Paying family members for at-home medical care of their children found to be a viable answer to healthcare worker shortage

Journal Reference:

  1. Carolyn Foster, Soyang Kwon, Christy Blakely, Kristin Carter, Sarah A. Sobotka, Denise M. Goodman, Rishi Agrawal, Mark Brittan. Paying Family Medical Caregivers for Children’s Home Healthcare in Colorado: A Working Medicaid Model. The Journal of Pediatrics, 2023; DOI: 10.1016/j.jpeds.2022.12.043

There is a general shortage of healthcare workers nationally across the board, which worsened with the COVID pandemic. The shortage of home healthcare workers has been an even longer standing concern and often drives families to leave a job or reduce work hours to care for their child with complex medical needs. In addition to the financial burden on families, the lack of professional home healthcare services can lead to unnecessarily prolonged hospitalizations and institutionalization.

Some states allow non-parent family members, such as grandparents, to be paid to provide care. But most states do not allow parent guardians to be paid to provide medical care to their children, except for some select programs that make exceptions for parents who are registered nurses (RNs) or licensed practical nurses (LPNs). Illinois Medicaid has committed to finding alternative ways for parents to be paid caregivers and is exploring ways for that to be implemented.

“Our study provides evidence that paid family caregiving as a concept is feasible and can be successfully applied to meet the home care needs of children with medical complexity,” said lead author Carolyn Foster, MD, MS, from Ann & Robert H. Lurie Children’s Hospital of Chicago and Assistant Professor of Pediatrics at Northwestern University Feinberg School of Medicine. “States should consider adopting policies that promote avenues to allow for parents to obtain CNA or other relevant credentials and to be paid for their child’s at-home medical care. Such policies would enable state programs to meet their legal obligation to provide medical services for enrolled children while also reducing family financial strain and providing care continuity for these children.”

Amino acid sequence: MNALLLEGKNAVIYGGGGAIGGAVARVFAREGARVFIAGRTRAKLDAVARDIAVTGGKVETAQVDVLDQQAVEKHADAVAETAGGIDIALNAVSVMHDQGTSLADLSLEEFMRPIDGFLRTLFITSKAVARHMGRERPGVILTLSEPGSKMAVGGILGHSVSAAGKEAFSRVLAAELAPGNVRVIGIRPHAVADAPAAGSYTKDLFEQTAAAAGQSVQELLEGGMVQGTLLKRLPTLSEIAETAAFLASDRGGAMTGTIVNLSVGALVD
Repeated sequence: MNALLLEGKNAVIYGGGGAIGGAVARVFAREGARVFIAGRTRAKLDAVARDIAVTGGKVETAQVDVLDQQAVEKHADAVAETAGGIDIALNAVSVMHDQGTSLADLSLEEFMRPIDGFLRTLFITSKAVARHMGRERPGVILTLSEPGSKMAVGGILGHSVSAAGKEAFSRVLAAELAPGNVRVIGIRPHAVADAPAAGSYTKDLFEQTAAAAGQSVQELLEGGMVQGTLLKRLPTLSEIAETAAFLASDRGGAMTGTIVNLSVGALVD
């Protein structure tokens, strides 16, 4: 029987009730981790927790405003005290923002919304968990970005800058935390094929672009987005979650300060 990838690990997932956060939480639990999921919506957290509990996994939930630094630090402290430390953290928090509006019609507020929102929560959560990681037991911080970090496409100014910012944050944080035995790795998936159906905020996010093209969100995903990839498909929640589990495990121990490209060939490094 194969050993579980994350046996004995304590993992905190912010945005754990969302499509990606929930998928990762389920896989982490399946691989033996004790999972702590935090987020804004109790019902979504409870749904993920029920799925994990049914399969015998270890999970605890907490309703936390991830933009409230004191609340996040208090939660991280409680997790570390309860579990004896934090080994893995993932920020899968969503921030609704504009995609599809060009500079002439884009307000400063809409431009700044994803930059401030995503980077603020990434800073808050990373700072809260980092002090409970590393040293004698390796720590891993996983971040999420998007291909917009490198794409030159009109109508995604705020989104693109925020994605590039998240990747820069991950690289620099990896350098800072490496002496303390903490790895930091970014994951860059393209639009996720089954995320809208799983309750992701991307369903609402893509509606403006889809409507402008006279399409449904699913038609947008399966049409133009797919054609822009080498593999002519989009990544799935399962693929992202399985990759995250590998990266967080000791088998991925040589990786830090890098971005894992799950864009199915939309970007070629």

Dr. Foster and colleagues stress that according to previous research, care continuity results in higher quality care. Broader literature also demonstrates cost savings to the health system with reduced employee turnover. The lack of costs for re-training and onboarding employees may be a source of savings in family CNA programs.

The study compared the characteristics and healthcare utilization of children with medical complexity who received paid CNA care by a family member and by a traditional non-family CNA from 2017 to 2019, as part of the Medicaid program in Colorado. Researchers analyzed de-identified billing claims data for 861 children, including information such as hospitalization frequency and hospital lengths of stay.

“Colorado’s family-centered model addresses the significant shortage of healthcare workforce while providing additional income to parents who are compelled to leave work to care for their children. This program may not be a fit for all situations but is a meaningful option for many children going without enough services,” said Dr. Foster.

Research at Ann & Robert H. Lurie Children’s Hospital of Chicago is conducted through Stanley Manne Children’s Research Institute. The Manne Research Institute is focused on improving child health, transforming pediatric medicine and ensuring healthier futures through the relentless pursuit of knowledge. Lurie Children’s is ranked as one of the nation’s top children’s hospitals by U.S. News & World Report. It is the pediatric training ground for Northwestern University Feinberg School of Medicine.

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Paying family members for at-home medical care of their children found to be a viable answer to healthcare worker shortage

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